Health Status of Cuyahoga County Residents

Story by Amy R. Sheon, PhD, MPH

On average, residents of Cuyahoga County live 76.4 years, well below the national average of 78.7 years. Survival of Cleveland residents is even more dismal, an average of only 72.2 years. However, these statistics belie the 24 year gap across the county where life expectancy ranges from 64.5 years to 88.6 years in different Census Tracts. Life expectancy differences represent a complex interplay of many factors affecting health including genes, behavior, the social and physical environment, and health care.  Poverty represents one of the strongest "Social Determinants of Health."

The vast majority of Black and of White County residents live in neighborhoods that are inhabited almost exclusively by people of their own race. 

Areas that are more than 90% Black fall appear as a "C" shape.

Segregation is closely associated with poverty, While many poor areas have a predominance of White and Hispanic residents, most of the predominantly Black areas have high poverty.

The top two maps above show the prevalence of diabetes and coronary heart disease.  Both conditions reduce life expectancy, lower productivity and incur high health care costs..

Diabetes is especially high on the east side, in the region designated by Health Data Matters Co-Director, Dr. Scott Frank as  "Cleveland Crescent," neighborhoods that are almost entirely Black and poor.  Diabetes in some areas is more than six times higher than in other areas; the prevalence ranges from 5.1% to 32.6% in different census tracts.   

Obesity is a strong risk factor for diabetes.  Obesity prevalence mirrors diabetes prevalence geographically.  More than one half of residents in many areas are obese.  Within the cities of Cleveland and Parma, the lowest rates of obesity are 23.5%.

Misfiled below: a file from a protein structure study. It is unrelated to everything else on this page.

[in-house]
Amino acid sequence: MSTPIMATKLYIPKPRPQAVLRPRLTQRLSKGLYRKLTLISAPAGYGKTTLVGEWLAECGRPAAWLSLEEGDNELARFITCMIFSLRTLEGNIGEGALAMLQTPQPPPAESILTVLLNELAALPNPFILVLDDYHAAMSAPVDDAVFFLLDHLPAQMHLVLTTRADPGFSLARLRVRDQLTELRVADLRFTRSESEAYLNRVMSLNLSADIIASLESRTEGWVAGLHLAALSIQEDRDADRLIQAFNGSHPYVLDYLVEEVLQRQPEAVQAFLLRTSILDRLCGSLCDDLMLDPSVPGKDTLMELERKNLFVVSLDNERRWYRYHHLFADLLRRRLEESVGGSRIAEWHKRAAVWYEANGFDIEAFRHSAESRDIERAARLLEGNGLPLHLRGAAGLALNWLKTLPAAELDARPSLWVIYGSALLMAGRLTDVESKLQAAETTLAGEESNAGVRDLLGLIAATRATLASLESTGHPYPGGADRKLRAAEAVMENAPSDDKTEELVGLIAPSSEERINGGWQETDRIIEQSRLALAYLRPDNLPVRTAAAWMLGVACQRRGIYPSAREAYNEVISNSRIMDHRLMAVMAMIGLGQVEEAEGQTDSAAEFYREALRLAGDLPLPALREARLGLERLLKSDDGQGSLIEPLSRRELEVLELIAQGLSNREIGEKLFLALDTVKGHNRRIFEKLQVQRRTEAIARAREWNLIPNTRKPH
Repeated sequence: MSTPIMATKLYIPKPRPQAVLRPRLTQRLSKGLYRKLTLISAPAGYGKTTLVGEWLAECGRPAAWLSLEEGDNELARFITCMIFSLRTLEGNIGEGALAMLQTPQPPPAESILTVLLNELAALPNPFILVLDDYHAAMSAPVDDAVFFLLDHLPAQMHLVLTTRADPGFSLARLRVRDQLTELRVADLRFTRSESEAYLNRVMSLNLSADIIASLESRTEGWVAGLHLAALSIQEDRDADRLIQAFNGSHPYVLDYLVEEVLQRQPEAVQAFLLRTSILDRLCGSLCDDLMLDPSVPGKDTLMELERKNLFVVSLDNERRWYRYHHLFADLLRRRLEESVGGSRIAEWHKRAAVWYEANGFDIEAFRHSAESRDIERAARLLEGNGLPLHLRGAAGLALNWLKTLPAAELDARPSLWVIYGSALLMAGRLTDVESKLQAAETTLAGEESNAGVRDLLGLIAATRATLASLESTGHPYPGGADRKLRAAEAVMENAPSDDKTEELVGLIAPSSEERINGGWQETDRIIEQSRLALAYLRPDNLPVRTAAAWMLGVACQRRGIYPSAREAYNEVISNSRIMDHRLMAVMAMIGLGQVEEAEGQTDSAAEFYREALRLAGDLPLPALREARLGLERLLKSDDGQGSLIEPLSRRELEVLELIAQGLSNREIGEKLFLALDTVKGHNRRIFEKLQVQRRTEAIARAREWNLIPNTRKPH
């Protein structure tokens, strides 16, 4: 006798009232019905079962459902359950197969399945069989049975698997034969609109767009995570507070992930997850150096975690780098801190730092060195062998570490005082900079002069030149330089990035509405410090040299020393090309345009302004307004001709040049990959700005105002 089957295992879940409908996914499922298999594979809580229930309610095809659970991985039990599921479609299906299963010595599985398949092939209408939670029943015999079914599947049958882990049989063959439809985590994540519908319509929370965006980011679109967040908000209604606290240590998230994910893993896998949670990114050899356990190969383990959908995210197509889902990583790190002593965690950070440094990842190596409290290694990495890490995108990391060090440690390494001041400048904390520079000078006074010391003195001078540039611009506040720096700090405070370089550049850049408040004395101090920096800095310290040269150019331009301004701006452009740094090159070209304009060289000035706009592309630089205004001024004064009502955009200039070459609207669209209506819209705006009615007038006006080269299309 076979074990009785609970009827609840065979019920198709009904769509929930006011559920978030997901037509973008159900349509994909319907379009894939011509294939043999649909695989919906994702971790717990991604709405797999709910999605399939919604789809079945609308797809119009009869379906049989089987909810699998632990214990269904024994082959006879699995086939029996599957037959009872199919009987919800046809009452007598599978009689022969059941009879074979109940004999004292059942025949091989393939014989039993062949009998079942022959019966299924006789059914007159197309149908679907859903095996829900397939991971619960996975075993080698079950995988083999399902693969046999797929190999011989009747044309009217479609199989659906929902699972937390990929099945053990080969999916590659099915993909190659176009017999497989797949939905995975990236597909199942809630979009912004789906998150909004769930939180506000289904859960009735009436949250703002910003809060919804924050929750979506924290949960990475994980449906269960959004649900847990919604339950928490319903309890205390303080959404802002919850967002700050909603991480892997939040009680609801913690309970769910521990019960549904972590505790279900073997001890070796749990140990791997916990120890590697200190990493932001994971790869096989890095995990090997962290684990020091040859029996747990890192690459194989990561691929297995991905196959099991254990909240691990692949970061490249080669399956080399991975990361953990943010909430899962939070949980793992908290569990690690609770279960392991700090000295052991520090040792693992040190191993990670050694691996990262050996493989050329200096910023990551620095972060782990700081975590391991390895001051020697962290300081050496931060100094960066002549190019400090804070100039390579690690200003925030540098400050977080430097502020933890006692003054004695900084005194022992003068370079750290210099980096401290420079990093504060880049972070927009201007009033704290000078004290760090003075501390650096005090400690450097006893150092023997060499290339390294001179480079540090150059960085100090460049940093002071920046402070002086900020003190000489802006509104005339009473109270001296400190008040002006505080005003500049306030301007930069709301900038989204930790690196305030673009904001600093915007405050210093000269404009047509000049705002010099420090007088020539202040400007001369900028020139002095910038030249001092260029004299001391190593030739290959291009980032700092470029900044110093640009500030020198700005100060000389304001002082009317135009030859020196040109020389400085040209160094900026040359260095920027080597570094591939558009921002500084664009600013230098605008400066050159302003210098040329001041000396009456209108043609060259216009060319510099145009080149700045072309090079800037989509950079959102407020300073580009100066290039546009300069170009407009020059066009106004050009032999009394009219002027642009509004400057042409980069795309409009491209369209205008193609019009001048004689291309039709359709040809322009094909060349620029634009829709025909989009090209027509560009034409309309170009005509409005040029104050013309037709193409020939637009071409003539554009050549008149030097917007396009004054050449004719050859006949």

The cost of obesity to the economy is enormous, with obese men generating $1,152 more in health costs than men of normal weight. For women, the excess cost is even more striking, at $3,613 per year.

Other factors associated with poor health status

In 2016, 35.2% of all Cleveland adults smoked, as did 21.0% of residents of the County, rates far in excess of the 15.5% seen nationwide and of the 12.0% national benchmark established by Health People 2020.  The prevalence of smoking across Cleveland varies nearly three-fold, from 16.6% to 42.6%.  In addition to the high prevalence in some east side neighborhoods, prevalence is also elevated in West side neighborhoods inhabited by young White residents.  Research elsewhere suggests that excess healthcare costs from smoking is $2,056 per year, plus the $3,077 annual cost of partial absenteeism due to smoke breaks.   Second-hand smoke is a major trigger of asthma, which among adults, varies more than two fold across Cleveland, ranging from 8.9% to 21.4%.  Among children, asthma and tooth decay are leading reasons for missing school.

The fraction of Cleveland residents stating that their mental health is fair or poor varies three-fold across Cleveland, ranging from 9.6 to 29.4%. The final chart shows a very close link between poor mental health and smoking.  The higher the rate of poor mental health in a census tract, the higher the smoking prevalence.


State, National and aggregate prevalence data come from the 2018 Cuyahoga County Community Health Assessment.  Health Improvement Partnership Cuyahoga; 2018 January.  Available from:

Life expectancy data come from the Cuyahoga County Board of Health.

Data presented for Cities of Cleveland and Parma are from the CDC's 500 Cities Project.

Cost of obesity and smoking: Zellner S, Bowdish L. The ROI of Health and Well-Being: Business Investment in Healthier Communities. NAM Perspectives. 2017 Nov 6; Available from: